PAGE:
Saturday, November 26, 2016
Posted by el duque at 8:10 AM
For starters, let's never forget that this is a skirmish between millionaires and billionaires. The owners are capital b Billionaires who - in labor matters - pretend to be lowly millionaires, in hopes that we will feel sorry for them. Hal Steinbrenner will never take a 95-mph fastball in the ribs or tear a knee sliding into third. The closest he'll come is stubbing his toe on an Italian marble coffee table in the luxury box, or - if you're into psychological suffering - having to sit next to Rudy Giuliani for an entire game. That's truly a hell, but it merely requires heavy drinking.
Beyond our knee-jerk, Maoist hatred for the golden dumpster class, backing the players' union should be Hal's position anyway. It's far more favorable to the Yankees. For example:
1. We want no international draft. The owners demand it, so they can spend less on foreign talent. Why should the Yankees give up their big market advantage in signing Latino players? Hey, we came in second in the battle for Yoan Moncada!
2. We want no loss of draft picks for free agents who receive qualifying offers. It sucks for the particular player - remember how Stephen Drew nearly missed an entire season? - who cannot get his free-market value in negotiations. And it means the Yankees cannot sign those players without giving up our future.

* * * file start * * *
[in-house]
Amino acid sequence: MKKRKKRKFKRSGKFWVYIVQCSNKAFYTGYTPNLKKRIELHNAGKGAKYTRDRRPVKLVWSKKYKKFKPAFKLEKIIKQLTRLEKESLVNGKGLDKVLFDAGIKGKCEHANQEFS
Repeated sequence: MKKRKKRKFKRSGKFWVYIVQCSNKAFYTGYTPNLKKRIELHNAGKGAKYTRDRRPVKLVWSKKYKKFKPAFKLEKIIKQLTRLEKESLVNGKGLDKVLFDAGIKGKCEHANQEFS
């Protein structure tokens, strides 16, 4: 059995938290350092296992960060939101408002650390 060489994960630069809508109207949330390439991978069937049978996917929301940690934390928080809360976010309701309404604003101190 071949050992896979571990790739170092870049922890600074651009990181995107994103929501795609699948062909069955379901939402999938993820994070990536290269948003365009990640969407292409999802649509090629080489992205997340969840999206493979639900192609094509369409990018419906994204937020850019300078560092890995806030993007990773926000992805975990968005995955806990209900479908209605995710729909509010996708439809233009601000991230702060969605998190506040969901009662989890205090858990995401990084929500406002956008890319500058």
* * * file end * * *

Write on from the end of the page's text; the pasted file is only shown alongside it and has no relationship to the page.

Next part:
3. We want them to bump the luxury tax threshold beyond $189 million. Small market owners should not be allowed to skimp on payroll and have the Yankees foot the bill through heavy luxury taxes.
The owners want the Yankees to be the San Diego Padres. Well, folks, they're not. They are the New York Fucking Yankees, the premier pro sports franchise in America for nearly a century. You cannot scream about the beauty of unregulated, free market capitalism when the tax man is at your door - and then turn around and run your business like a socialist state, when it comes to regulating what teams can and cannot do. If unlimited contributions are good for political elections, how about unlimited payrolls for a frickin' pennant race?
One other thing about big and small markets: It costs more to do business in New York. It's harder to stay focused in New York. If you make all teams equal, you're rewarding the small cities and screwing the larger ones, because they face all the distractions.
Hal Steinbrenner ought to be on the players' side of these negotiations. If he's not fighting for them - and for Yankee fans - he's in the wrong business.